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Question DetailsAsked on 5/15/2016

Sagging in floor joints are typically caused by

Why is that sagging is caused?

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Oh, let me count the ways - what is that, Shakespeare ?


1) normal loads cause sag, sometimes visible in wood framed floors and roofs, because the materials supporting roof and floor bend as they pick up the structural loads - just like the cushions on the sofa deflect when you sit on them. Normally not visually objectionable except in smooth finish ceilings but can be enough to let a marble start rolling across the floor if you set it down. Generally not more than 1/2 inch or so in new construction.


2) above sag gets more pronounced with time because the materials (especially wood and plastic, to limited extend in concrete, very minimal in steel construction) creep with time under load, so you can easily get an inch or so of floor joist/ceiling sag in a typical 12-20' span over several decades of time - I have seen 300 year old houses with 3-5 inches of floor sag even though the wood was in very good shape. Of course, longer spans like 30-40 feet, especially with dimensional lumnber as opposed to built-up plywood joists or trusses, can develop 2-5 inches of mid-span sag over a long period. High humidity (seasonally or always) promotes wood sag, so old (say 50 year+) deep south/tropical houses will have a lot more roof/floor sag and even house swaybacking than a comparable aged northern or temperate climate house.


3) soaking from leaks of course aggravates the above and doesnot go away after it dries out, and can get very severe if wet or dry rot sets in, with wood fungus eating away at the structure and weakening the members so they sag and eventually fail. Common issue under bathrooms with leaky showers or plumbing.


4) can be caused by overloading of the surface - excessive roof load (commonly more than 1 foot of normal type snow in low or no-snow load design areas, more than 2-3 feet generally in snow design areas, though rain-on-snow or melting and compacting over a season can make as little as as about 3-4 inches of icy snow or ice glaciering/ice damming reach critical load. Floor loading can cause sag too - though normally takes pretty substantial tall bookshelves or similar located away from edges of the floor which are supported on walls to do this. Common causes of excessive floor loading are waterbeds and significant stacks of heavy (usually books or paper files) storage boxes or file cabinets, especially if over a few feet high or pretty much wall-to-wall.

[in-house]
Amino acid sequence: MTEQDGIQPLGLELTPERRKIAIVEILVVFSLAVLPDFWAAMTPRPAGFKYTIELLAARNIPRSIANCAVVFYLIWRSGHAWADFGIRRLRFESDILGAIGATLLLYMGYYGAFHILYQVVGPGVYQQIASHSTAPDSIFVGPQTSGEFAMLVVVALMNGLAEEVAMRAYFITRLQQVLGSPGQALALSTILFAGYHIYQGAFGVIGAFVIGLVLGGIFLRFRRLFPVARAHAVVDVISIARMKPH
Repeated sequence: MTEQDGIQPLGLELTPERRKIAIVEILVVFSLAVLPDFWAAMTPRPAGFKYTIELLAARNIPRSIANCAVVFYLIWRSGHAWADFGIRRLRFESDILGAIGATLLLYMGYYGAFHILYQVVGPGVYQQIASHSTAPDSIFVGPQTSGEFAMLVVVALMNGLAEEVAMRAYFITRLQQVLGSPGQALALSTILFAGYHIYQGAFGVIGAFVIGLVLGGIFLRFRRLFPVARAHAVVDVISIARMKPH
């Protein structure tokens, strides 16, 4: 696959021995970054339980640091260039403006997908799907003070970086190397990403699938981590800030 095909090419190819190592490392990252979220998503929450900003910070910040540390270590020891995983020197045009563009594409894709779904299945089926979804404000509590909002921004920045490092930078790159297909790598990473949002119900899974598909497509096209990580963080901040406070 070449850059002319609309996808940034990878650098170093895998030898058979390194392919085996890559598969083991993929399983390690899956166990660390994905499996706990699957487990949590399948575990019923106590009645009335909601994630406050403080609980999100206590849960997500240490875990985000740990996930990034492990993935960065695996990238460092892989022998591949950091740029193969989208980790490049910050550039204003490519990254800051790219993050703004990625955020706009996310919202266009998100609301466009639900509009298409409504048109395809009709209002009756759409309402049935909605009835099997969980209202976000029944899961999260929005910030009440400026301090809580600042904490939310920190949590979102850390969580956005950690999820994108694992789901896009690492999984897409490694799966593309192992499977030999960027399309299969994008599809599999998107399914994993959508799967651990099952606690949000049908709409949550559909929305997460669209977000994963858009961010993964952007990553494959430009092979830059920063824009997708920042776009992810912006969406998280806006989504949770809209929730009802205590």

5) defective structural materials - notches or slots cut in them wrong places or during utility installation through them (plumbing and HVAC ducts are common causes of this, electrical generally not a problem if done through ceneter area because holes tend to be small), or cracks or significant defects in the mateials or construction or design, making it too weak in the first place


6) foundation settlement - sometimes wall foundations especially if settling dramatically, but more common cause is loss of support of mid-span piers or posts under floor joists in basements or crawlspaces - due to rot, insect damage, digging by rodents under foundation, wetting of the ground causing support pad settlement


7) insect (termite, carpenter ant, post beetle, etc) damage to the structure


8) improper modifications by contractors or homeowners, removing load-bearing elements in a remodel


If you want to describe your situation - what is sagging, about how much, is it an even swaybacking curve or a distinct location like cracking, if a supporting post or pier is loose or missing, etc I can respond back more definitively maybe. Use the Answer This Question yellow button right below your question to reply back so it stays in this same question "thread" - and you can use the leftmost yellow icon at the top of the "Your Answer" text reply box which comes up when you click that to attach photos if you want. JPG, TIFF, couple of other photo file formats allowed - click it and it should tell you allowable formats.

Answered 2 years ago by LCD




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